• The last option you would have is taking a distribution. This would be a taxable event and depending on the size of the 401(k) could cost you a considerable amount in taxes. A distribution or withdrawal would be taxable as ordinary income in the year you take the distribution. When taking this type of withdrawal there is a 20% mandatory federal tax withholding by the plan. This is used to offset your tax liability for the year. Essentially, if your 401(k) at the time of distribution is worth $100,000 you would only receive a check in the amount of $80,000. The $20,000 would be sent in as a Federal tax withholding to offset your liability for the year. Keep in mind, this does not mean that this is all the tax you owe. Depending on your tax bracket for that given year, you may owe more or you may end up getting a refund because you withheld too much over the course of the year. Before exercising this option it is very important to consult with your tax advisor to make certain there are not any unintended consequences down the road.

The choices here are not easy ones to make and should be considered very carefully. It is important to speak with a fiduciary advisor that can outline and walk you through the pros and cons of each option. As an example, one of the tremendous benefits of rolling the assets into your own IRA would be the freedom and flexibility of the investments you can choose. In addition, it would provide you with the ability to have an advisor assist you with the investments as well. These two benefits may come with a cost and it is important to understand what the cost/benefit is of making this transition. You want to make sure that you are making a change for the right reasons and the decision will ultimately benefit you and your family in the end.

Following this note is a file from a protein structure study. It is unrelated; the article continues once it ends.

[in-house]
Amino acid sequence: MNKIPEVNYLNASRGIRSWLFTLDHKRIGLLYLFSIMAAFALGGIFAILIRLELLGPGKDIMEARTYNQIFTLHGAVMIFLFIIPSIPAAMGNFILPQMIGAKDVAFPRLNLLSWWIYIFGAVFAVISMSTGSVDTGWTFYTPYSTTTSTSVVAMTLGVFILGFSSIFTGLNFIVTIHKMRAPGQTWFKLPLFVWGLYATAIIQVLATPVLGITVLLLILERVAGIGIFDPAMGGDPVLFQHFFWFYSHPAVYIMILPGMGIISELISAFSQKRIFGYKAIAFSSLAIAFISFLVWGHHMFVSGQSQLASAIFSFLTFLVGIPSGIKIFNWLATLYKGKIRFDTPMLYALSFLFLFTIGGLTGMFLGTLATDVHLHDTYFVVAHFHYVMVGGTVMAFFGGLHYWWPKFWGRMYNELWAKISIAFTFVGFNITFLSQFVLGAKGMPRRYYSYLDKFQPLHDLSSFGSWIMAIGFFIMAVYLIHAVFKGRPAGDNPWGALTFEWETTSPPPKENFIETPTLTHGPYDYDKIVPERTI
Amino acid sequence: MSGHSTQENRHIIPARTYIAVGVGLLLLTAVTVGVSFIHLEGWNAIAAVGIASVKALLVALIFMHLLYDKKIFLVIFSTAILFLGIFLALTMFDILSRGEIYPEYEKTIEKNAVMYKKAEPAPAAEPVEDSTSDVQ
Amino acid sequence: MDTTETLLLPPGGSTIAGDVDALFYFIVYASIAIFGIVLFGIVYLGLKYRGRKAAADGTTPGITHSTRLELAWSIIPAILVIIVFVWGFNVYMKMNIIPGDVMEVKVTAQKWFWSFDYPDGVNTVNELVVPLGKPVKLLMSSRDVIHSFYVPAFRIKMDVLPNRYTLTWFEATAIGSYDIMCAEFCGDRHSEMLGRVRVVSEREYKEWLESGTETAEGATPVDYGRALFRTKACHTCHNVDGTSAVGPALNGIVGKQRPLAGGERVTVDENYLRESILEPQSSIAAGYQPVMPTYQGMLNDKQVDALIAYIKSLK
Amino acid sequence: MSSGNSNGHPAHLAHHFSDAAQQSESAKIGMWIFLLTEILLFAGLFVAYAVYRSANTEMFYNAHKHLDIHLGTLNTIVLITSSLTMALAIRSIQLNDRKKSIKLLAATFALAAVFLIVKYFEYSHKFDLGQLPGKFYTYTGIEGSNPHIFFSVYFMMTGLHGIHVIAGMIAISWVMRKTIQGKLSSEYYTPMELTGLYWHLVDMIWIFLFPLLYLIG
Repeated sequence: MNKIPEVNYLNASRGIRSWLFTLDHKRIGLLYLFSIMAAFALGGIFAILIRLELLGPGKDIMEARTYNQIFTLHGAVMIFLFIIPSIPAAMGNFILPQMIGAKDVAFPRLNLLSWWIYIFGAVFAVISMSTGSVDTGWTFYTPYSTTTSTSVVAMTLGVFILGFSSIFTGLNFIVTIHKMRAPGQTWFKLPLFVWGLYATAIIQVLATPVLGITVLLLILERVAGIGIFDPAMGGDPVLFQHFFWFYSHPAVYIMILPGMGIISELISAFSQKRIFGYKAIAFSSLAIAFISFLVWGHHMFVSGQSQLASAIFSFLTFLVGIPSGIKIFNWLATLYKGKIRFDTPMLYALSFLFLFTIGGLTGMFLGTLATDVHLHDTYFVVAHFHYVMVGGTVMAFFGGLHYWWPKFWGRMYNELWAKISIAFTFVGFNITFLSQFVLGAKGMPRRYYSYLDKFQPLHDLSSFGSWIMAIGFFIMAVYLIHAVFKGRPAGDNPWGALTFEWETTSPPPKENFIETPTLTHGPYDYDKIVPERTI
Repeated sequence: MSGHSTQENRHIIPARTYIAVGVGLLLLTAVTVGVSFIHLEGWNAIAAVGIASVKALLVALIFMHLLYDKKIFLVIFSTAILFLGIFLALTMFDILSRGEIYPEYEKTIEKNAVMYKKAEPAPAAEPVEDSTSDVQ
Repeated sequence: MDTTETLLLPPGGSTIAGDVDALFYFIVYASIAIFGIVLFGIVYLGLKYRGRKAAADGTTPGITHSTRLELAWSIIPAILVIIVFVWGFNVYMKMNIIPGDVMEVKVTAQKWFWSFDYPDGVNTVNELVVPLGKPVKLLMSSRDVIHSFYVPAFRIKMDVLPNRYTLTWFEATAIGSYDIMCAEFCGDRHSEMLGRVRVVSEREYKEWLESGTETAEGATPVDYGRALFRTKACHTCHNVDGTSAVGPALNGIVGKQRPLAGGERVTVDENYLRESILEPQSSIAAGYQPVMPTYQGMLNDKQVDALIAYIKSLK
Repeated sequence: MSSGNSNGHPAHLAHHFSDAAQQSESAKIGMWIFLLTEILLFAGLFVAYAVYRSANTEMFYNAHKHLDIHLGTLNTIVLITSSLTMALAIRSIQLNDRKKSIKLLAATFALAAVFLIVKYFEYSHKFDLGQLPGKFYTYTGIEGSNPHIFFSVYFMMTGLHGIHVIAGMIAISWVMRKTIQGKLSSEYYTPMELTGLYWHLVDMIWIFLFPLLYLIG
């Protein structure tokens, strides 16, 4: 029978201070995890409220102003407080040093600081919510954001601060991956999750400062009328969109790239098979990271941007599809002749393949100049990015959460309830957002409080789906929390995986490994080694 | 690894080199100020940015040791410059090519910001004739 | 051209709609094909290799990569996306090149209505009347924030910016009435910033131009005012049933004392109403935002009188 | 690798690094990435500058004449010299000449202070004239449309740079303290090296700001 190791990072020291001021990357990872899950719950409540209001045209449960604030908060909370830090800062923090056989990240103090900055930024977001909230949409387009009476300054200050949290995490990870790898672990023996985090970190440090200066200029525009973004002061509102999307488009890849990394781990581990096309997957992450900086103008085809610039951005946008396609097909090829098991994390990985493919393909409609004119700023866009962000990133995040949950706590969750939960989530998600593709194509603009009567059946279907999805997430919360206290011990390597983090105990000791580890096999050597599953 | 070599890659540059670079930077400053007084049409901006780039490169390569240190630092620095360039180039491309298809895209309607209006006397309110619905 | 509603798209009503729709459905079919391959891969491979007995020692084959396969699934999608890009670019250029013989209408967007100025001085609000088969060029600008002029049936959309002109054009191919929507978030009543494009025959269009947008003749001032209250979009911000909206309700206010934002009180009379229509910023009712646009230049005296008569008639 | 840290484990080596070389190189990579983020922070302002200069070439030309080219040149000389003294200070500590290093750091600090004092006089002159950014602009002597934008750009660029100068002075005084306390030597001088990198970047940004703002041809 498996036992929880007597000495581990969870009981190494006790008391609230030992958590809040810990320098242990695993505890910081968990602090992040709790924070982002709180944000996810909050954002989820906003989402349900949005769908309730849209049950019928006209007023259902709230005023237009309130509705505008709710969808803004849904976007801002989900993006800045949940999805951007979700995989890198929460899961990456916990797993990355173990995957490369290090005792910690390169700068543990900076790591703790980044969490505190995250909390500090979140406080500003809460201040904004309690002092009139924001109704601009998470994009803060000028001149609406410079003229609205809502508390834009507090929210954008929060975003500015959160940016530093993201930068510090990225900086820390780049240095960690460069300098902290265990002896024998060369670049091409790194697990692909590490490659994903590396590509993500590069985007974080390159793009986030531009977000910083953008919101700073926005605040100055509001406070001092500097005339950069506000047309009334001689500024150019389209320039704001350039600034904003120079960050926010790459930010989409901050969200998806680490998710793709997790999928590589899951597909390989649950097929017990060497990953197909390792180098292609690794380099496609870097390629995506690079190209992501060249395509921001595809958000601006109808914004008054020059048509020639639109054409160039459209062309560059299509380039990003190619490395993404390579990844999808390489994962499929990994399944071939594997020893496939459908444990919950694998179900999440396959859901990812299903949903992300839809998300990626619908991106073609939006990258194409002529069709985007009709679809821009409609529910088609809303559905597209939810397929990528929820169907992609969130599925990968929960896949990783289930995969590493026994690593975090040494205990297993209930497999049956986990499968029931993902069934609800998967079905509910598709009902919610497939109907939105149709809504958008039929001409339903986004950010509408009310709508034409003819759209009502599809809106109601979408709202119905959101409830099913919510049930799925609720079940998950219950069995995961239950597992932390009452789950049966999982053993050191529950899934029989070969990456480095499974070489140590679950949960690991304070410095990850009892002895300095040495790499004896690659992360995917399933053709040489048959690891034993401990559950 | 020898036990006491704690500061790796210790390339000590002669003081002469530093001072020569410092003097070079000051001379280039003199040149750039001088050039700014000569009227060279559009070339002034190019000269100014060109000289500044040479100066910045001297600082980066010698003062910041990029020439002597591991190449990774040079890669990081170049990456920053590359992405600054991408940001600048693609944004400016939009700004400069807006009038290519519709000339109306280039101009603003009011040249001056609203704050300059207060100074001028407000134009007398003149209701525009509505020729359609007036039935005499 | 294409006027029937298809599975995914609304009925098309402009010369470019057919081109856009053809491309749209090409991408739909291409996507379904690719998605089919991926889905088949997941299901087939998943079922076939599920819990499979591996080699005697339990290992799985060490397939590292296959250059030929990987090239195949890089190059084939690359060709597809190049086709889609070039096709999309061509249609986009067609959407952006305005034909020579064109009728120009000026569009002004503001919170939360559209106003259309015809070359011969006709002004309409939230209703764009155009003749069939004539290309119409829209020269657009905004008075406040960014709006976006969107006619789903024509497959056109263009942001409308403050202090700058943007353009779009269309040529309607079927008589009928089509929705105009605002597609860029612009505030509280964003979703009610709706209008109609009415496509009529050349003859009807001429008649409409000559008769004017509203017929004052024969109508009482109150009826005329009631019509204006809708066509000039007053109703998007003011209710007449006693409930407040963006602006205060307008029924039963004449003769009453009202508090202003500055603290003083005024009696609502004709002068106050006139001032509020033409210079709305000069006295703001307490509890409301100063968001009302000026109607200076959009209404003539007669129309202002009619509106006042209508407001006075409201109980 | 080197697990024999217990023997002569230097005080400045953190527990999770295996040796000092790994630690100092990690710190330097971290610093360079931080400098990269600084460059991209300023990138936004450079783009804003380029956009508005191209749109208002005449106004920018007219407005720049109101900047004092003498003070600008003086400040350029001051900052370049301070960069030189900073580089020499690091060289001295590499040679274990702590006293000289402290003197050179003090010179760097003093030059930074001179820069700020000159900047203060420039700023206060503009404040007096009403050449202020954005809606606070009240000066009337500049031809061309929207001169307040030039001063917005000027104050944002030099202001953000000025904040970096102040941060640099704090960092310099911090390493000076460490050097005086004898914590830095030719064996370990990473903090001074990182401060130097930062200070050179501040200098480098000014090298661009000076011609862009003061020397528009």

This decision making process is something we have walked many clients through before and we are confident we can help you as well. Please feel free to contact us, Mitlin Financial, at (844) 4-MITLIN x12 if you or someone you know has changed jobs recently, plans to change jobs, retire or simply has a 401(k) plan with a previous employer. We look forward to helping you, and them, make the decision that is best for all.

 

This article represents the opinion of Mitlin Financial Inc. It should not be construed as providing investment, legal and/or tax advice.

Top Five Things to Review Before Changing Jobs

Top Five Things to Review Before Changing Jobs